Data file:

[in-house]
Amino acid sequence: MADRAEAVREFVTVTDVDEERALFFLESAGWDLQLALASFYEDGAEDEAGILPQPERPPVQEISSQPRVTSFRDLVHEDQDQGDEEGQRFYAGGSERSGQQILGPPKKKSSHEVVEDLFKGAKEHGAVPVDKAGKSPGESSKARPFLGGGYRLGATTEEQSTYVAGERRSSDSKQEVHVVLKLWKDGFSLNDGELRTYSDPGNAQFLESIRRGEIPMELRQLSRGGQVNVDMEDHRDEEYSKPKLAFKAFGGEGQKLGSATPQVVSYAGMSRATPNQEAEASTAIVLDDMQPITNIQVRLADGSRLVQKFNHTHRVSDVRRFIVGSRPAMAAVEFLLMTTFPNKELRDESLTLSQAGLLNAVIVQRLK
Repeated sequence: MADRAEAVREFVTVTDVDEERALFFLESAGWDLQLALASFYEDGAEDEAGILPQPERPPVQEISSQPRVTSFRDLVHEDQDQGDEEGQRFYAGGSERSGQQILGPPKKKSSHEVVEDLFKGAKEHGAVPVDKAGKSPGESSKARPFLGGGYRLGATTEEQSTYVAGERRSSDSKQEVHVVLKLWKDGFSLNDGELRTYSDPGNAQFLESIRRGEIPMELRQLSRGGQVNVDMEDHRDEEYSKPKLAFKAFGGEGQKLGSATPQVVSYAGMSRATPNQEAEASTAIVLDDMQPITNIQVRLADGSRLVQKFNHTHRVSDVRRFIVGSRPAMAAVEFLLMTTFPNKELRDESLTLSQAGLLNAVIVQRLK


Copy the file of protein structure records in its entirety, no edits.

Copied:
[in-house]
Amino acid sequence: MADRAEAVREFVTVTDVDEERALFFLESAGWDLQLALASFYEDGAEDEAGILPQPERPPVQEISSQPRVTSFRDLVHEDQDQGDEEGQRFYAGGSERSGQQILGPPKKKSSHEVVEDLFKGAKEHGAVPVDKAGKSPGESSKARPFLGGGYRLGATTEEQSTYVAGERRSSDSKQEVHVVLKLWKDGFSLNDGELRTYSDPGNAQFLESIRRGEIPMELRQLSRGGQVNVDMEDHRDEEYSKPKLAFKAFGGEGQKLGSATPQVVSYAGMSRATPNQEAEASTAIVLDDMQPITNIQVRLADGSRLVQKFNHTHRVSDVRRFIVGSRPAMAAVEFLLMTTFPNKELRDESLTLSQAGLLNAVIVQRLK
Repeated sequence: MADRAEAVREFVTVTDVDEERALFFLESAGWDLQLALASFYEDGAEDEAGILPQPERPPVQEISSQPRVTSFRDLVHEDQDQGDEEGQRFYAGGSERSGQQILGPPKKKSSHEVVEDLFKGAKEHGAVPVDKAGKSPGESSKARPFLGGGYRLGATTEEQSTYVAGERRSSDSKQEVHVVLKLWKDGFSLNDGELRTYSDPGNAQFLESIRRGEIPMELRQLSRGGQVNVDMEDHRDEEYSKPKLAFKAFGGEGQKLGSATPQVVSYAGMSRATPNQEAEASTAIVLDDMQPITNIQVRLADGSRLVQKFNHTHRVSDVRRFIVGSRPAMAAVEFLLMTTFPNKELRDESLTLSQAGLLNAVIVQRLK